James Bond is a fictional British secret service agent whose name is even more famous than the man who created him, Ian Fleming. Fleming featured the spy in 12 novels and two short-story collections, and even after the author’s death Bond continued to live on through authorized Bond novels and one of the most successful film franchises of all time. Even if you’ve never read a Bond novel, there are things about the character that have just become a part of the cultural zeitgeist. For instance, you probably know that Bond is also known as 007. You know he loves his expensive cars and spy gadgets. And you know he loves his martinis shaken, not stirred. But what’s the story behind Bond, and how did the character become a legend?
Ian Fleming based the character of Bond on several real people the author met while in the Naval Intelligence Division and 30 Assault Unit during the Second World War. One of the biggest influences on Bond was Fleming’s older brother Peter Fleming, who was a journalist, soldier and travel writer. The name James Bond was actually directly taken from American ornithologist James Bond. Fleming had a copy of Bond’s book Birds of the West Indies, and he thought the author’s name was perfect for his spy character. In an interview with The New Yorker, Fleming explained, “When I wrote the first one in 1953, I wanted Bond to be an extremely dull, uninteresting man to whom things happened…when I was casting around for a name for my protagonist I thought by God, [James Bond] is the dullest name I ever heard.'”
There are many of Bond’s character traits that are also directly lifted from the author himself. For instance, just like Fleming, Bond enjoys golf and gambling. And just like Fleming, James Bond prefers his cocktails shaken and not stirred. A traditional martini is stirred rather than shaken, but Fleming’s biographer Andrew Lycett said that the author preferred his martinis shaken because he believed it preserved the flavor of the drink.
“Three measures of Gordon’s, one of vodka, half a measure of Kina Lillet. Shake it very well until it’s ice-cold, then add a large thin slice of lemon peel…This drink’s my own invention. I’m going to patent it when I think of a good name.” Later, in chapter 8, Bond names the drink Vesper after the beautiful Vesper Lynde, a character who was apparently based on a real Polish agent named Krystyna Skarbek, who was working for Special Operations Executive.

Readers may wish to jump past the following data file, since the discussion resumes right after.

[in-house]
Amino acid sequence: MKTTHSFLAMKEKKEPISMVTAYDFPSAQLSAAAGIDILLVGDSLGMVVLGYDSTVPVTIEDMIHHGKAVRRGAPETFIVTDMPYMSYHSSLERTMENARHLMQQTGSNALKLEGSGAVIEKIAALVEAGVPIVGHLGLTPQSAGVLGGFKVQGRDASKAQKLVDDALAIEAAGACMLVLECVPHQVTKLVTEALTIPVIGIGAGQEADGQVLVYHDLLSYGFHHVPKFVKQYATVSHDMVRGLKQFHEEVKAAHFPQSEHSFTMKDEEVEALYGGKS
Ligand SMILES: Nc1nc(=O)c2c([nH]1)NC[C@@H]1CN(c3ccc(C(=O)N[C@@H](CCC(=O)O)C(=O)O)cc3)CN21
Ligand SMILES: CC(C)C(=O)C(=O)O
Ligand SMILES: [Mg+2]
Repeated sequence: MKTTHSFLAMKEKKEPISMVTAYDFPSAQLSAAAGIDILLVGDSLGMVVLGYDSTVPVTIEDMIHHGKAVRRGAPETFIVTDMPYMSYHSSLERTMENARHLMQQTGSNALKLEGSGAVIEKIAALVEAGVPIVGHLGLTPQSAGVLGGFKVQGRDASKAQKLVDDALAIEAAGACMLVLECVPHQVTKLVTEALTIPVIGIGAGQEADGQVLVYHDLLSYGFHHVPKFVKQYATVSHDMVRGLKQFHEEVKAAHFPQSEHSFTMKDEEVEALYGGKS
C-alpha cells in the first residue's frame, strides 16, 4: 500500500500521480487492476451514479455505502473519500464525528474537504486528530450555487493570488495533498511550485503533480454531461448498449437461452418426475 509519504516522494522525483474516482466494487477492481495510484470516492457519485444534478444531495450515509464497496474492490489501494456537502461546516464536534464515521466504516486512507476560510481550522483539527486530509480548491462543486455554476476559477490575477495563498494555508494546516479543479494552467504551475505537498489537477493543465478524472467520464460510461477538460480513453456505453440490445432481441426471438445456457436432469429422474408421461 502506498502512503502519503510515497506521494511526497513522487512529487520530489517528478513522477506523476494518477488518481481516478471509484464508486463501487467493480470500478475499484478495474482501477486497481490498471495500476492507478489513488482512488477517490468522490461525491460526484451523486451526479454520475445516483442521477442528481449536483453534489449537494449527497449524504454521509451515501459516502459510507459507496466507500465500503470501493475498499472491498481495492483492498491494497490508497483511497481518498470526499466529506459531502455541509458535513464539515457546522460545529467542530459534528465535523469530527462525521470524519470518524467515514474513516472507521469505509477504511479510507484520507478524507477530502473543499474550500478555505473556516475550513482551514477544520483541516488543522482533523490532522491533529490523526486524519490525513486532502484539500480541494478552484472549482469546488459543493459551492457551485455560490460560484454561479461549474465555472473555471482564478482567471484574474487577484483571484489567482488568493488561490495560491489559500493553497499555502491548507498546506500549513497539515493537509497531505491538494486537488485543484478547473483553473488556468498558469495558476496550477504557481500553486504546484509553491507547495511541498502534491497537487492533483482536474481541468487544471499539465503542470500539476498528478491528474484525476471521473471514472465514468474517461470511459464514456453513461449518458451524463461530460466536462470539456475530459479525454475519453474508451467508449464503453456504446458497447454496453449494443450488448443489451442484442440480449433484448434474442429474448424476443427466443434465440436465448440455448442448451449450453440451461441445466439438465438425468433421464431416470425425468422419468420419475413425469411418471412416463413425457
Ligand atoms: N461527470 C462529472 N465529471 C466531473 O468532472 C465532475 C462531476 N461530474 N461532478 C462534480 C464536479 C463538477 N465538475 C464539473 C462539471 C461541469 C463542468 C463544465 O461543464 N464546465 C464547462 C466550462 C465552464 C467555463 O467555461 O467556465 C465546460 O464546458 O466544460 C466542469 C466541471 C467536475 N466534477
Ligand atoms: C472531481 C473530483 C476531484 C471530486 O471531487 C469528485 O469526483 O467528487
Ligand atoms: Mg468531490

Aside from Bond’s love of golf, gambling, beautiful women, and shaken martinis, the character is also known for his love of cars, food, and fine wine. He’s an independent man who sometimes comes off as arrogant, but he is highly intelligent and quick on his feet. These characteristics tend to remain true of Bond throughout the film adaptations of the literary character, from Sean Connery in the 1960s to Roger Moore in the ’70s and ’80s, Pierce Brosnan in the ’90s, and Daniel Craig from 2006 to 2021.
In some ways, newer Bond films have adapted the character to contemporary times. Some of Bond’s social and political views in the early novels would not sit as well with contemporary audiences. For instance, women have always played a significant role in the world of Bond, but Bond’s treatment of women in more recent films has been more respectful compared to earlier adaptations. Additionally, Bond used to smoke quite a lot, but starting with Pierce Brosnan in the 1990s, Bond smoked only a few times throughout several films. As of 2006, Bond no longer smokes at all.
2021’s No Time to Die is the most recent Bond film, and it marks the last film starring Daniel Craig as the MI6 Agent. So far, the film has received generally favorable reviews from both audiences and critics, and it seems like a fitting farewell to Craig, who has played the Bond character for five films over the course of two decades. What will be next for James Bond, and what will the next iteration of James Bond films bring to the legend and lore of the world’s most famous spy? Only time will tell.